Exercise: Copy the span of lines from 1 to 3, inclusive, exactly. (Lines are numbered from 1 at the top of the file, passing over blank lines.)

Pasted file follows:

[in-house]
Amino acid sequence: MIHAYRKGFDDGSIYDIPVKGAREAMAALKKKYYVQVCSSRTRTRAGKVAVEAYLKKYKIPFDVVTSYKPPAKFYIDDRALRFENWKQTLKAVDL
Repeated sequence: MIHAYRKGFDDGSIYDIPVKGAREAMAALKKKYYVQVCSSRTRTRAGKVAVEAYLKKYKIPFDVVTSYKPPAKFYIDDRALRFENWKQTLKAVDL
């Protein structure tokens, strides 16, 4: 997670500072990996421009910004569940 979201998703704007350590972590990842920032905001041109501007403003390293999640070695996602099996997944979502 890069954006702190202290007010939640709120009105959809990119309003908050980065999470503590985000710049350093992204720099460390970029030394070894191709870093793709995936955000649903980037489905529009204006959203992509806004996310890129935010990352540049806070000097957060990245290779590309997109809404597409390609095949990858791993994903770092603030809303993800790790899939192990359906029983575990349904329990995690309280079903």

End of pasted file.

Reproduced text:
[in-house]
Amino acid sequence: MIHAYRKGFDDGSIYDIPVKGAREAMAALKKKYYVQVCSSRTRTRAGKVAVEAYLKKYKIPFDVVTSYKPPAKFYIDDRALRFENWKQTLKAVDL
Repeated sequence: MIHAYRKGFDDGSIYDIPVKGAREAMAALKKKYYVQVCSSRTRTRAGKVAVEAYLKKYKIPFDVVTSYKPPAKFYIDDRALRFENWKQTLKAVDL